Apr. 24. Booz Allen reports customer information has been compromised at dozens of car washes in the United States that use the payment infrastructure of DRB systems.
Apr. 22. Lifespan, Rhode Island’s largest health care-network, notifies some 20,000 patients their health information is at risk after a laptop containing it was stolen from an employee’s car.
Apr. 22. Bitcoin exchange Yapizon announces four of its hot wallets were compromised by hackers and bitcoins worth $5.3 million stolen.
Apr. 21. Security researchers Tao Sauvage and Antide Petit report they’ve found 10 noteworthy vulnerabilities in 20 models of Linksys routers that could allow an attacker to overload the routers and prevent Internet access for their users.
Apr. 21. Federal District Court judge in Seattle sentences Roman Valerevich, 32, to 27 years in prison for running a vast credit card fraud and identity theft operation from his homes in Indonesia and Russia.
Apr. 21. Survey by Dimensional Research and sponsored by Check Point Software finds 64 percent of security professionals doubt their organizations can prevent a breach to their employees’mobile devices.
Apr. 21. Iowa Veterans Home in Marshalltown, Iowa warns nearly 3,000 current and former residents that their medical and financial information is at risk after three employees had their network credentials compromised in a phishing scam.
Apr. 21. UK’s National Crimes Agency reports that the availability of free and easy-to-use hacking tools is attracting more and more young people into cybercrime.
Apr. 20. University of California reveals a group of fraudsters bilked the school of $12 million by writing prescriptions using information scammed from students lured to phony clinical trials through Facebook ads.
Apr. 20. Vigilante.pw, a data breach recorder, reports more than 2.4 million user accounts were stolen in 2016 from fashon gaming website and social network Fashion Fantasy Game.
Apr. 20. Dell End-User Security Survey finds that 46 percent of employees use public Wi-Fi networks to access confidential information and 49 percent use personal email accounts for work.
Apr. 20. Mastercard announces a new kind of payment card with a fingerprint sensor to authenticate transactions.
Apr. 20. Outdoor clothing retailer Eddie Bauer declares it will fight class action lawsuit filed in a federal district in Seattle by Veridian Credit Union over a data breach that occurred between January and July 2016.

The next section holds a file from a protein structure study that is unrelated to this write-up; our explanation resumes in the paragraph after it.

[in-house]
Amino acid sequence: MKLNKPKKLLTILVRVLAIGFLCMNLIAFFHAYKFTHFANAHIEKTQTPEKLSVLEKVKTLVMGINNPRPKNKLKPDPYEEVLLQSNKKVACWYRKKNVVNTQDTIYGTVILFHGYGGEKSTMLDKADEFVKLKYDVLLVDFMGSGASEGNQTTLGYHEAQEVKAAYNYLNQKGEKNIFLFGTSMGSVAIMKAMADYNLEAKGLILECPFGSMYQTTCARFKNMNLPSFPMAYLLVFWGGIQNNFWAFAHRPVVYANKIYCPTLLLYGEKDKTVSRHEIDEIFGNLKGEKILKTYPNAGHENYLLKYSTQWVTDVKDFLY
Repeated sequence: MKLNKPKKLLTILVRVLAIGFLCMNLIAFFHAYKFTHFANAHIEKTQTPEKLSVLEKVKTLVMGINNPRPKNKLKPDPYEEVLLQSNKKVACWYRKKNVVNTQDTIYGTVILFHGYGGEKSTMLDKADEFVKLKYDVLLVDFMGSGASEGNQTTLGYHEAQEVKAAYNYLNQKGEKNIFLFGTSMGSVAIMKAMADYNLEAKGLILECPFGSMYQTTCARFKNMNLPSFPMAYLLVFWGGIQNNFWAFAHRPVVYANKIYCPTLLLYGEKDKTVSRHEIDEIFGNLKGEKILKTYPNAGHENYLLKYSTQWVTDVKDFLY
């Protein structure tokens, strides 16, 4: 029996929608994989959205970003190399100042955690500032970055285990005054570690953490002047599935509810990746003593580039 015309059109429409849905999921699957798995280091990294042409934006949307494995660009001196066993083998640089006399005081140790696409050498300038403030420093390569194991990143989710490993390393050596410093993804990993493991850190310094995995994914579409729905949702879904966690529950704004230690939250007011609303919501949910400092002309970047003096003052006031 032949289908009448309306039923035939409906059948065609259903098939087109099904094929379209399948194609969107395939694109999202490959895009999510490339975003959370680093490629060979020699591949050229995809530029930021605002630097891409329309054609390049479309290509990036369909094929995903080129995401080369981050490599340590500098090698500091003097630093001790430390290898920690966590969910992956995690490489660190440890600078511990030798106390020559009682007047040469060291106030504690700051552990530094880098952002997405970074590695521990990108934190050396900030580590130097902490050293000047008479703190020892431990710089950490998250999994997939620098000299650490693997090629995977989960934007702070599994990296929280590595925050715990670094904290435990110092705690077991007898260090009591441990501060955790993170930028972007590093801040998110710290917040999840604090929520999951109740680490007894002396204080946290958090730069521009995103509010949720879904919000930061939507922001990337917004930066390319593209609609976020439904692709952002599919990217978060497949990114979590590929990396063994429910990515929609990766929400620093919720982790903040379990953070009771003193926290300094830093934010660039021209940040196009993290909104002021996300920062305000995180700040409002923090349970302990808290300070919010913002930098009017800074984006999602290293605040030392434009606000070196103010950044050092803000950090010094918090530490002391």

Apr. 20. ServiceNow releases results of survey of 300 CISOs that finds 81 percent of them believe data breaches in their company are going unaddressed and 78 percent said they were concerned they didn’t have the capability to detect a data breach.
Apr. 20. Center for Children’s Digestive Health in Illinois agrees to pay $31,000 to U.S. Department of Health and Human Services for storing protected health information with a third party service provider without a Business Associate Agreement.
Apr. 19. MacKeeper Security Research Center reports Schoolzilla, a student data warehousing platform, exposed private data for 1.3 million students on the Internet when it misconfigured its cloud storage, an Amazon S3 bucket.
Apr. 19. Oracle patches 299 vulnerabilities in most of the company’s product families including Oracle Database Server, Fusion Middleware, Enterprise Manager Base platform, PeopleSoft Enterprise and Java.
Apr. 19. Metropolitan Police says it will investigate how a mail marketing agency obtained the addresses of 30,000 gun owners in the UK that were in a database maintained by the agency.
Apr. 19. Ipsos Mori releases survey that finds 2.5 million UK businesses suffered a digital attack last year.
Apr. 17. InterContinental Hotels Group releases data that reveals point-of-sale malware attack announced in February affected more than 1,000 of its properties, not 12 as originally estimated.
Apr. 13. Protenus reports that in March there were 39 health care data breaches affecting more than 1.5 million patient records, more than the two previous months combined.
Apr. 13. KnowBe4 releases list of top-clicked topics in phishing emails for first quarter. At the top of the list was UPS Label Delivery, followed by email account updates, full inbox and delivery attempt was made.
Apr. 13. The Metro Community Provider Network in Denver agrees to pay $400,000 to settle case against it by the U.S. Department of Health and Human Services Office for Civil Rights stemming from a data breach at the organization in 2011.
Apr. 13. California Federal District Court Judge Vince Chhabria rejects motion to dismiss class action lawsuit against the Klimpton Hotel and Restaurant Group over data breach that resulted in the compromise of payment cards used at the chain from Feb. 16 to Jul. 7, 2016. Klimpton argued case should be dismissed because no harm was suffered by plaintiffs.
Apr. 12. Canadian court denies bail for Karim Baratov, 22, an immigrant from Kazakhstan, who is awaiting extradition to the United States for allegedly participating in Yahoo data breaches that compromised 500 million user accounts.
Apr. 12. CGI releases an analysis of 65 “severe” and “catastrophic” data breaches and finds they can cost a company 1.8 percent of its value or for a typical FTSE 100 company, a permanent loss of market capitalization of £120 million.